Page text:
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ERIC Number: ED471691
Record Type: Non-Journal
Publication Date: 2002
Pages: 33
Abstractor: N/A
Reference Count: N/A
The Development and Consequences of Stereotype Vulnerability in Adolescents.
Aronson, Joshua; Good, Catherine
During adolescence, students become increasingly vulnerable to academic underperformance caused by negative reactions to their awareness of ability impugning stereotypes about one's group, a phenomenon known as stereotype threat. Although stereotype-related underperformance can occur early in development, it is during adolescence that it is seen most consistently, due to the development of social-cognitive and metacognitive abilities coupled with the social climate beginning with the transition to middle or junior high school. This chapter describes stereotype threat and traces research findings showing how these consequences can include lower academic performance both for minority groups on tests that include cognitive tasks and for women in male-oriented domains such as mathematics. Research is described showing that vulnerability to stereotype threat is most pronounced in situations that are evaluative or that direct conscious attention to one's stereotyped status, both present in standardized testing situations. The chapter also describes research that examines the development of sex and racial stereotyping in children, identity development, development of ability conceptions, and social-cognitive and metacognitive development. Various ways in which individuals can be affected by stereotypes alleging intellectual inferiority are discussed. The role of implicit theories of intelligence in reducing stereotype threat is considered, and evidence is presented that holding an incremental theory of intelligence provides an effective defense against the negative effects of stereotype threat. (Contains 122 references.) (KB)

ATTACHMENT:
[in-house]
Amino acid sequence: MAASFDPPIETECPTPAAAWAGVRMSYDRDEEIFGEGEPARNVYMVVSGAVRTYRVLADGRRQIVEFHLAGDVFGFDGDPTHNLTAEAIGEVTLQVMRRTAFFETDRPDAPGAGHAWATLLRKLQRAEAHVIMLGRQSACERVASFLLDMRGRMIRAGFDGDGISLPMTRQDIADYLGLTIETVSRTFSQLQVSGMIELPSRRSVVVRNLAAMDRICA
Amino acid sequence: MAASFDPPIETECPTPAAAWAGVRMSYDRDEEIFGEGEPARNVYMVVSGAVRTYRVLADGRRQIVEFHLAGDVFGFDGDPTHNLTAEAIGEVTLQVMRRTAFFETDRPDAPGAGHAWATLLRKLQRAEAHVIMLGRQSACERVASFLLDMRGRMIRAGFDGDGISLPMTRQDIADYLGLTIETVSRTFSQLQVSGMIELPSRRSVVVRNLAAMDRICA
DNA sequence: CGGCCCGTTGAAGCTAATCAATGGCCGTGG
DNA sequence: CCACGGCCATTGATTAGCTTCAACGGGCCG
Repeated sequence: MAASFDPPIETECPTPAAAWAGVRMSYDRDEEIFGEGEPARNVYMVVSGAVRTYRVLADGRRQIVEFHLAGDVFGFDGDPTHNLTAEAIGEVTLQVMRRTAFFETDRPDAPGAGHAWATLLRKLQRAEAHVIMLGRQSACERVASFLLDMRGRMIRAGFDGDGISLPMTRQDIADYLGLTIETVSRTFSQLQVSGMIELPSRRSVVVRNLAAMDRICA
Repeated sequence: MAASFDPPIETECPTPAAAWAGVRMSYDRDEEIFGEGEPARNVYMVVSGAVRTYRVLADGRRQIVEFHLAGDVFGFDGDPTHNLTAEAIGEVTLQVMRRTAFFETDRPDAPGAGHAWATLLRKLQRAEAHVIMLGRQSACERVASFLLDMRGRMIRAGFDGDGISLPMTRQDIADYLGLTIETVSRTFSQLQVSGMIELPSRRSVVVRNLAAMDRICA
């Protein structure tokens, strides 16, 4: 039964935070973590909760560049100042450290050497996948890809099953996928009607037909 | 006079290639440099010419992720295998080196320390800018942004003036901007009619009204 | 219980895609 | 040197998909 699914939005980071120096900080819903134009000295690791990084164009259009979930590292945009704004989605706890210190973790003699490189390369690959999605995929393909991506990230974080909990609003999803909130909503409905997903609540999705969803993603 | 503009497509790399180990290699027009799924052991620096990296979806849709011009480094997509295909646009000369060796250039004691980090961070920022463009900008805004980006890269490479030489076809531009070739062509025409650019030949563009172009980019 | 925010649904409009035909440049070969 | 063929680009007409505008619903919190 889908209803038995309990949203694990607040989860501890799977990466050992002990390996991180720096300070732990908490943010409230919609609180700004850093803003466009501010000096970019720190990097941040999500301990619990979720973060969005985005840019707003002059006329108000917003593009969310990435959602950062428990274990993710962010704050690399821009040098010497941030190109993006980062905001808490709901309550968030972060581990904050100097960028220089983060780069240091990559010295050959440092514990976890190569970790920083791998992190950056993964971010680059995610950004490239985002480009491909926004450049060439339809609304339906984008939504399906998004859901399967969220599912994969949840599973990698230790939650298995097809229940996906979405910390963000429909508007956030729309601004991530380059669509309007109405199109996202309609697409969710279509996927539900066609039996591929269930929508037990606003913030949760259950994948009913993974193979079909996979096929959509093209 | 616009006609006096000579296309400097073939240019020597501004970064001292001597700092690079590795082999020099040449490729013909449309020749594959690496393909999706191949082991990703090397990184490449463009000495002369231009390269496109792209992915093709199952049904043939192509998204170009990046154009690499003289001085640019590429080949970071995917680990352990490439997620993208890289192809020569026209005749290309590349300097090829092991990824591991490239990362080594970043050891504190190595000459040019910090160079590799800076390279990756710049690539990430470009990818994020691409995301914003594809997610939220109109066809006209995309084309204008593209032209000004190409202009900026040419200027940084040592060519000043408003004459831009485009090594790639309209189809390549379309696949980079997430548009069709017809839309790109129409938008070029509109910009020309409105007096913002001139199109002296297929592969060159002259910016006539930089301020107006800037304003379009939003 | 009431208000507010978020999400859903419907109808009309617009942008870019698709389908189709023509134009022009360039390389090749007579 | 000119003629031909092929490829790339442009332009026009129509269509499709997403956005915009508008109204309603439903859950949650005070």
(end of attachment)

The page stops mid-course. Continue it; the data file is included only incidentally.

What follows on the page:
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Publication Type: Information Analyses
Education Level: N/A
Audience: N/A
Language: English
Sponsor: N/A
Authoring Institution: N/A
IES Cited: ED498581